CarbonshapeI buy products from EVGA since 15 years now... I have my content of experience, but I can't blame the company because of a few faulty products and funky individuals... But I understand that you are frustrated. - Good luck with your decision...
df2roolsI don't care anymore if I return it and get an offer of $500 for an evga gtx 1080, im done. Going to box and ship it back in a few hours.
df2rools -snip-But the bigger issue is the NOISE oh my god the noise coming from the graphics card. even when the fans aren't spinning, if im not on the desktop its there.-snip-
sethleighLet's see, you bought a card with a base clock of 1607 MHz, and a boost clock of 1733. You are running said card at 2126 MHz clock, nearly 400 MHz higher than the advertised boost clock. This is so high that the fan is pegged at 100%. And somehow this card is behaving badly by your standards? So you're RMAing it? Dude. Seriously, get a grip on reality. That's one of the highest overclocks I've yet seen, and I'd say you are actively flogging that card well past what one might reasonably expect. But you now think you are entitled to make EVGA lose money by not only paying for shipping so you can return this, but go through the expense of refunding you and then losing the margin they originally made selling you that card when they have to turn around and resell it as refurbished to someone else? If this isn't straight up immoral, it's bordering awfully close to it.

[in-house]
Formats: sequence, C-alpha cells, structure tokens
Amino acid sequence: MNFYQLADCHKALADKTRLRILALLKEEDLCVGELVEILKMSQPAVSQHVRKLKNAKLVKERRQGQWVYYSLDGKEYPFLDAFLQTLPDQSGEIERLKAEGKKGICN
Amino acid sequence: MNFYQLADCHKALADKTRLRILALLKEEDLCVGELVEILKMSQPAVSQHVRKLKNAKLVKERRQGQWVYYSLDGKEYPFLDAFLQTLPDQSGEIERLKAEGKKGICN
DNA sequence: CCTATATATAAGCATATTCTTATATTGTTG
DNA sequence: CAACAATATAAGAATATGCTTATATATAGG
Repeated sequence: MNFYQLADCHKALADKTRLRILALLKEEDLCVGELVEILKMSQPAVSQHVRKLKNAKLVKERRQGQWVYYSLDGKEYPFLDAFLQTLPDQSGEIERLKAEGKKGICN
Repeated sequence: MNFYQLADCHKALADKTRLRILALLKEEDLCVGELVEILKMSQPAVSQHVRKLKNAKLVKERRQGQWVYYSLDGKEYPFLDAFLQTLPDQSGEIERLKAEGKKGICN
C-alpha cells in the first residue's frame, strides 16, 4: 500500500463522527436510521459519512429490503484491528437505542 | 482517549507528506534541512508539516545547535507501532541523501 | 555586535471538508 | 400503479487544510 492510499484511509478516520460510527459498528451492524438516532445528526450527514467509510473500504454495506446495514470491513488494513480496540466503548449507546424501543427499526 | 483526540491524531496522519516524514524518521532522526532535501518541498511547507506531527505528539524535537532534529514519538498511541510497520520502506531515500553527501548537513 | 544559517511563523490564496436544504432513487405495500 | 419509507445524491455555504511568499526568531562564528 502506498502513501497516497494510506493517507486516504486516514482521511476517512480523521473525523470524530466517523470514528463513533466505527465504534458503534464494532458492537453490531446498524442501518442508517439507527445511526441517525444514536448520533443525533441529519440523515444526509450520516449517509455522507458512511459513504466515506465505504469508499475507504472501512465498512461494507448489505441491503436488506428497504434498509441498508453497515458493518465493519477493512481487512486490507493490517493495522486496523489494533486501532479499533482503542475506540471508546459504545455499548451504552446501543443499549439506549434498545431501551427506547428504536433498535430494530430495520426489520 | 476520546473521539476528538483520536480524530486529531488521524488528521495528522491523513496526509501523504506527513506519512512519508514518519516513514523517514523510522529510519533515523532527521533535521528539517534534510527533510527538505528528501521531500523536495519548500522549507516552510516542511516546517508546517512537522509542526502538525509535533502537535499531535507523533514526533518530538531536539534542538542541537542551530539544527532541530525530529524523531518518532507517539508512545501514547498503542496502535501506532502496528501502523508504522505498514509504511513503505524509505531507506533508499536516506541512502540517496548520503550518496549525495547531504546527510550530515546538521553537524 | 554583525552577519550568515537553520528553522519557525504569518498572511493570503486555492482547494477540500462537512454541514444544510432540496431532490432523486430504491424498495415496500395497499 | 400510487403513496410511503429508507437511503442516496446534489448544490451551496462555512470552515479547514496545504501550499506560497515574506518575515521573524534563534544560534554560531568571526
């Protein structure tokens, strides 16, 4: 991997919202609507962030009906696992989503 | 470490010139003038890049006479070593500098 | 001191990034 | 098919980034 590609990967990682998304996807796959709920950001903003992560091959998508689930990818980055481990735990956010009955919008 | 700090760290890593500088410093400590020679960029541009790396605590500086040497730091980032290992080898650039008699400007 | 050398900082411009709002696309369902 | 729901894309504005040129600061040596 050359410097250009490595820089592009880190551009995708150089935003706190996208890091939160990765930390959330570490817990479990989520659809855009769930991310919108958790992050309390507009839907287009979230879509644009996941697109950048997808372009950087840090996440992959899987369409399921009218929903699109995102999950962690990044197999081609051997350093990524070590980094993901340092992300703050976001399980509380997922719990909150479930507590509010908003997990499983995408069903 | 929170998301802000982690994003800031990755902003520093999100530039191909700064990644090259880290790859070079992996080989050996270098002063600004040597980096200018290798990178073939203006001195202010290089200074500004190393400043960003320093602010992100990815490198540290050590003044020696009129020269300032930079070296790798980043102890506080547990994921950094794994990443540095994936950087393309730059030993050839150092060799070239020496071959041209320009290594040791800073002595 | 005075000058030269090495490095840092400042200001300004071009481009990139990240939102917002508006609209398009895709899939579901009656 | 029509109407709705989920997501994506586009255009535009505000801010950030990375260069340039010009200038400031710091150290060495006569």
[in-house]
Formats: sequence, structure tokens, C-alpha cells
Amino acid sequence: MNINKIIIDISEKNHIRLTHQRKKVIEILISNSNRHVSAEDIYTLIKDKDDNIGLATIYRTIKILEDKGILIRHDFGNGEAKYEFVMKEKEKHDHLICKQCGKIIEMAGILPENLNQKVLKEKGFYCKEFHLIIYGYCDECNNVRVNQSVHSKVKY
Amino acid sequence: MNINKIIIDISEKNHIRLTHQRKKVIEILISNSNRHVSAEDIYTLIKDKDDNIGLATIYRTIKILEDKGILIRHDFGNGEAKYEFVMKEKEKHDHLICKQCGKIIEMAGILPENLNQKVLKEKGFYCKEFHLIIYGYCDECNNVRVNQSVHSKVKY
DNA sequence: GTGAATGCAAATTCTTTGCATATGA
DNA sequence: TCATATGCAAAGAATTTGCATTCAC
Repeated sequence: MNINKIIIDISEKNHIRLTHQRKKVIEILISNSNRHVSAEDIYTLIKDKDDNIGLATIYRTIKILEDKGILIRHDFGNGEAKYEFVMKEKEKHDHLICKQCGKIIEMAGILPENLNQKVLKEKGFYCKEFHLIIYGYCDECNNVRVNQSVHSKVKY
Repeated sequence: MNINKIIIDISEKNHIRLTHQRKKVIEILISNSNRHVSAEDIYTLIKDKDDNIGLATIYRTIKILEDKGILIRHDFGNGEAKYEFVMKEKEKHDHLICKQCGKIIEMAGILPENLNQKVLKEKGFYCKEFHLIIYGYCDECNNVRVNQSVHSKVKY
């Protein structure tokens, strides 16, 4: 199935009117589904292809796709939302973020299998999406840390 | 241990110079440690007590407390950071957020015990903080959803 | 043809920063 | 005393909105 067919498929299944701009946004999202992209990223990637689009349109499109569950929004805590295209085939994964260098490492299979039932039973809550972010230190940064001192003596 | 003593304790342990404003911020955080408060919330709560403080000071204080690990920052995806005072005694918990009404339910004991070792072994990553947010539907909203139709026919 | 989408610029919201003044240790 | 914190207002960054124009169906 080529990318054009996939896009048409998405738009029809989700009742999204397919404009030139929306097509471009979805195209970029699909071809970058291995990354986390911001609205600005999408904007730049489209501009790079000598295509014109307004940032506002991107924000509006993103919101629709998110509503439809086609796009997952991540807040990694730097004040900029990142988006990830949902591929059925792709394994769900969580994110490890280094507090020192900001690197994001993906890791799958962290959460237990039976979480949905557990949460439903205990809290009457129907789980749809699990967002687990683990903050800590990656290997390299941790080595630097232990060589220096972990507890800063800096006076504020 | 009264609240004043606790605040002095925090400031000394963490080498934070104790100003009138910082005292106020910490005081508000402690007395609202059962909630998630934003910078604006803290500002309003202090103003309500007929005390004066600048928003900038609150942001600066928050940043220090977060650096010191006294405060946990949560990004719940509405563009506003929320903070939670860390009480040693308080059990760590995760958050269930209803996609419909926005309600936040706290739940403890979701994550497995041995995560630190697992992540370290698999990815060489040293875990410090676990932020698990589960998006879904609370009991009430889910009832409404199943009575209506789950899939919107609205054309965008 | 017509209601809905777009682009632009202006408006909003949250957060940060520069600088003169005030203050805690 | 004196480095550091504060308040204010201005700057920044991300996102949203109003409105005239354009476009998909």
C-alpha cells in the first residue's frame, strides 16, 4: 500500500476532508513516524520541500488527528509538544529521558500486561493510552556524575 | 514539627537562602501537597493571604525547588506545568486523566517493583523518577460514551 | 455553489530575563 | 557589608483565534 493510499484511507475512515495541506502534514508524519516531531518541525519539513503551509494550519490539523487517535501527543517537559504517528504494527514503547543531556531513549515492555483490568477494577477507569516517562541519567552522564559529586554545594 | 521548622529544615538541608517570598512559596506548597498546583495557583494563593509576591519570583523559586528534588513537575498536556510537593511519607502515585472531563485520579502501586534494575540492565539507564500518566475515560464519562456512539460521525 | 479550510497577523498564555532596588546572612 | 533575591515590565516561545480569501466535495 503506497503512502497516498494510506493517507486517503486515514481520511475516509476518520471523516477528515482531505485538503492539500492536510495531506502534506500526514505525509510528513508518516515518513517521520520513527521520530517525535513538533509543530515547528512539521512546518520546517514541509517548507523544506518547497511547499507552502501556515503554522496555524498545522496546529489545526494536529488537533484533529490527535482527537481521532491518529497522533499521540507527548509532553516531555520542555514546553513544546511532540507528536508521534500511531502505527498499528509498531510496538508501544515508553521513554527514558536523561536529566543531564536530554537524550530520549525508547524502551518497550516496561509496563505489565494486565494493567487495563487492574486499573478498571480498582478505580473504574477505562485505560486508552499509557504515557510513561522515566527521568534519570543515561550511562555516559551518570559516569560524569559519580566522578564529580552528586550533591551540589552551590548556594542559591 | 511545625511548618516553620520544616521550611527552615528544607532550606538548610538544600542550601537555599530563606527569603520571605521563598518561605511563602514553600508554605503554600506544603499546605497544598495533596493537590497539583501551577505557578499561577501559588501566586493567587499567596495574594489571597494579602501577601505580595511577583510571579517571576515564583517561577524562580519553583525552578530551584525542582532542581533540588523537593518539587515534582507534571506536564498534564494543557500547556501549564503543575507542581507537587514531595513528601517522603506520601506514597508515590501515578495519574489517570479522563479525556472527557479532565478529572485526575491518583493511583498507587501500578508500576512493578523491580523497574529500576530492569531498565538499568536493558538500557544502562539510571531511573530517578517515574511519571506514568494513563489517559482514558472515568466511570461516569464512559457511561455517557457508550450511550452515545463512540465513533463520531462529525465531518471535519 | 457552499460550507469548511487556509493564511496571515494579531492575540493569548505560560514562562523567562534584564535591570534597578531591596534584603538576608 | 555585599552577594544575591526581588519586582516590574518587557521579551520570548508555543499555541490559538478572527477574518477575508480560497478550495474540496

brentsgThe PCB on this card is an Nvidia reference PCB, so you can just as easily get another card that whines from another company. It's also quite possible that this card you returned won't whine in another PC, so pretesting isn't always an answer.There have been some reports of coil whine here and there across manufacturers, but that is unfortunately normal.